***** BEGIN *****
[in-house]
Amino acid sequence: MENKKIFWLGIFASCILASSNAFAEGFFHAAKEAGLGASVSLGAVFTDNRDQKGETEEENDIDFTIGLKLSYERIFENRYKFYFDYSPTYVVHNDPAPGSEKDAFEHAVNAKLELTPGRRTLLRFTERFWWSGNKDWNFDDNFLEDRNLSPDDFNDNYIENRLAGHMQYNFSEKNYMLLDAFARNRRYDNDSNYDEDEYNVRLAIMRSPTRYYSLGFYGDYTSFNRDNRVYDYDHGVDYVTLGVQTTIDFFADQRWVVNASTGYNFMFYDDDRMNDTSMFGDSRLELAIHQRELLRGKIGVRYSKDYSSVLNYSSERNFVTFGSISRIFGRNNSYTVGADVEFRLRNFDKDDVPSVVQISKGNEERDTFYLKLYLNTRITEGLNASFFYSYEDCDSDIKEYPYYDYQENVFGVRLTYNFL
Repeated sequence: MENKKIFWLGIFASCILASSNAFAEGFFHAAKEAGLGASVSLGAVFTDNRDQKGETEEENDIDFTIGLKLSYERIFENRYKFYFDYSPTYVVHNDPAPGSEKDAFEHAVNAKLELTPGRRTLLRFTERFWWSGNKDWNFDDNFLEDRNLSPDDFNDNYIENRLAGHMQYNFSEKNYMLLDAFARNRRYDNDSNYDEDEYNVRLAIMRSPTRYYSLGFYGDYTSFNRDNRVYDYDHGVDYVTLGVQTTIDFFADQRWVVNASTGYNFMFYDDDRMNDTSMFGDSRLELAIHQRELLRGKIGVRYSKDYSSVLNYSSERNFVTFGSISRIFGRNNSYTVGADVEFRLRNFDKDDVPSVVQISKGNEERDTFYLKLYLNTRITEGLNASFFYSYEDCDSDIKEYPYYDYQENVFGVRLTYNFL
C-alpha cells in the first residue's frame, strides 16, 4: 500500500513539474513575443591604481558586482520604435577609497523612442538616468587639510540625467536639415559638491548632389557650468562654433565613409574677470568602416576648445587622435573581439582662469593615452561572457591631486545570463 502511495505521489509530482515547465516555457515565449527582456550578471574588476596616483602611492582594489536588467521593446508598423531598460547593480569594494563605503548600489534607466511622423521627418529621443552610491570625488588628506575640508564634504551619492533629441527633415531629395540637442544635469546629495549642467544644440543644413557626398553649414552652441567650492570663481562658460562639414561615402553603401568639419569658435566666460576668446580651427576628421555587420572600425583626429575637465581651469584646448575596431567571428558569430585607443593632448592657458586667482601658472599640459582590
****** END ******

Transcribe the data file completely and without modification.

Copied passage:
[in-house]
Amino acid sequence: MENKKIFWLGIFASCILASSNAFAEGFFHAAKEAGLGASVSLGAVFTDNRDQKGETEEENDIDFTIGLKLSYERIFENRYKFYFDYSPTYVVHNDPAPGSEKDAFEHAVNAKLELTPGRRTLLRFTERFWWSGNKDWNFDDNFLEDRNLSPDDFNDNYIENRLAGHMQYNFSEKNYMLLDAFARNRRYDNDSNYDEDEYNVRLAIMRSPTRYYSLGFYGDYTSFNRDNRVYDYDHGVDYVTLGVQTTIDFFADQRWVVNASTGYNFMFYDDDRMNDTSMFGDSRLELAIHQRELLRGKIGVRYSKDYSSVLNYSSERNFVTFGSISRIFGRNNSYTVGADVEFRLRNFDKDDVPSVVQISKGNEERDTFYLKLYLNTRITEGLNASFFYSYEDCDSDIKEYPYYDYQENVFGVRLTYNFL
Repeated sequence: MENKKIFWLGIFASCILASSNAFAEGFFHAAKEAGLGASVSLGAVFTDNRDQKGETEEENDIDFTIGLKLSYERIFENRYKFYFDYSPTYVVHNDPAPGSEKDAFEHAVNAKLELTPGRRTLLRFTERFWWSGNKDWNFDDNFLEDRNLSPDDFNDNYIENRLAGHMQYNFSEKNYMLLDAFARNRRYDNDSNYDEDEYNVRLAIMRSPTRYYSLGFYGDYTSFNRDNRVYDYDHGVDYVTLGVQTTIDFFADQRWVVNASTGYNFMFYDDDRMNDTSMFGDSRLELAIHQRELLRGKIGVRYSKDYSSVLNYSSERNFVTFGSISRIFGRNNSYTVGADVEFRLRNFDKDDVPSVVQISKGNEERDTFYLKLYLNTRITEGLNASFFYSYEDCDSDIKEYPYYDYQENVFGVRLTYNFL
C-alpha cells in the first residue's frame, strides 16, 4: 500500500513539474513575443591604481558586482520604435577609497523612442538616468587639510540625467536639415559638491548632389557650468562654433565613409574677470568602416576648445587622435573581439582662469593615452561572457591631486545570463 502511495505521489509530482515547465516555457515565449527582456550578471574588476596616483602611492582594489536588467521593446508598423531598460547593480569594494563605503548600489534607466511622423521627418529621443552610491570625488588628506575640508564634504551619492533629441527633415531629395540637442544635469546629495549642467544644440543644413557626398553649414552652441567650492570663481562658460562639414561615402553603401568639419569658435566666460576668446580651427576628421555587420572600425583626429575637465581651469584646448575596431567571428558569430585607443593632448592657458586667482601658472599640459582590